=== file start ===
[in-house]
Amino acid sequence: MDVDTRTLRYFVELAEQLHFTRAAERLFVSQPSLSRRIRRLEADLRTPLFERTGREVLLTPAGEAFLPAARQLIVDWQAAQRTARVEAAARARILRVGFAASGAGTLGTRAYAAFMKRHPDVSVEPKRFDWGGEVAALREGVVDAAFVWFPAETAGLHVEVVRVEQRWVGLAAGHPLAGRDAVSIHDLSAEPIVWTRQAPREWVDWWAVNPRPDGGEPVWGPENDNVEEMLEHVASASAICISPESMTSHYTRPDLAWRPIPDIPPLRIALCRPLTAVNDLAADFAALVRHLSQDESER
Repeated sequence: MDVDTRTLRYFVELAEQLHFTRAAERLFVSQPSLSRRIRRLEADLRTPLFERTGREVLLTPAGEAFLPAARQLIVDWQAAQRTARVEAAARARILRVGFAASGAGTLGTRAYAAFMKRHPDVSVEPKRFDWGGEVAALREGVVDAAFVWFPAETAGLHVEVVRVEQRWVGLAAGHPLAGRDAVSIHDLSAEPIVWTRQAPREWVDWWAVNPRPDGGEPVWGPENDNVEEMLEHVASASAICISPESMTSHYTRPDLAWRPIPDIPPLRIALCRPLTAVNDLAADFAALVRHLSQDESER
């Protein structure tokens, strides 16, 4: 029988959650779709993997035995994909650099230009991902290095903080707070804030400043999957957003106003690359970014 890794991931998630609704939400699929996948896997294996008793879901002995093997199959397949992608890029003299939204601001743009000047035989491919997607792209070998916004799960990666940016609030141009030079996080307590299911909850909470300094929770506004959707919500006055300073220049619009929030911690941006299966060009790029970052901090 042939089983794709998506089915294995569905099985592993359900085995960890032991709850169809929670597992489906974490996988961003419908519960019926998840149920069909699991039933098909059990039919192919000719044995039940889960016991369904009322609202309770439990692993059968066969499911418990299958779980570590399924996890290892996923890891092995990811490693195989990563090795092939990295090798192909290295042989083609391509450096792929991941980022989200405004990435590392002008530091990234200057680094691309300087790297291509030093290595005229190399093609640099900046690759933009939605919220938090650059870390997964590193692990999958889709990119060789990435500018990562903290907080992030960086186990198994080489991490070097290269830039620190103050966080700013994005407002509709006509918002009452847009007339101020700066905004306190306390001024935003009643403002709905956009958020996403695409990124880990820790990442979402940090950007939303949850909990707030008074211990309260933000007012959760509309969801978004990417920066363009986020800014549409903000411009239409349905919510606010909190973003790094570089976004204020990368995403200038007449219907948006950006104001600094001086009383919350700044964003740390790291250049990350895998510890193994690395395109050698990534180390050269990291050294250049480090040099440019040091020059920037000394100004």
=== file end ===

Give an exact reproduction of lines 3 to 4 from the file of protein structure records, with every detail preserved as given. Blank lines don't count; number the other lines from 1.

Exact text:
Repeated sequence: MDVDTRTLRYFVELAEQLHFTRAAERLFVSQPSLSRRIRRLEADLRTPLFERTGREVLLTPAGEAFLPAARQLIVDWQAAQRTARVEAAARARILRVGFAASGAGTLGTRAYAAFMKRHPDVSVEPKRFDWGGEVAALREGVVDAAFVWFPAETAGLHVEVVRVEQRWVGLAAGHPLAGRDAVSIHDLSAEPIVWTRQAPREWVDWWAVNPRPDGGEPVWGPENDNVEEMLEHVASASAICISPESMTSHYTRPDLAWRPIPDIPPLRIALCRPLTAVNDLAADFAALVRHLSQDESER
């Protein structure tokens, strides 16, 4: 029988959650779709993997035995994909650099230009991902290095903080707070804030400043999957957003106003690359970014 890794991931998630609704939400699929996948896997294996008793879901002995093997199959397949992608890029003299939204601001743009000047035989491919997607792209070998916004799960990666940016609030141009030079996080307590299911909850909470300094929770506004959707919500006055300073220049619009929030911690941006299966060009790029970052901090 042939089983794709998506089915294995569905099985592993359900085995960890032991709850169809929670597992489906974490996988961003419908519960019926998840149920069909699991039933098909059990039919192919000719044995039940889960016991369904009322609202309770439990692993059968066969499911418990299958779980570590399924996890290892996923890891092995990811490693195989990563090795092939990295090798192909290295042989083609391509450096792929991941980022989200405004990435590392002008530091990234200057680094691309300087790297291509030093290595005229190399093609640099900046690759933009939605919220938090650059870390997964590193692990999958889709990119060789990435500018990562903290907080992030960086186990198994080489991490070097290269830039620190103050966080700013994005407002509709006509918002009452847009007339101020700066905004306190306390001024935003009643403002709905956009958020996403695409990124880990820790990442979402940090950007939303949850909990707030008074211990309260933000007012959760509309969801978004990417920066363009986020800014549409903000411009239409349905919510606010909190973003790094570089976004204020990368995403200038007449219907948006950006104001600094001086009383919350700044964003740390790291250049990350895998510890193994690395395109050698990534180390050269990291050294250049480090040099440019040091020059920037000394100004």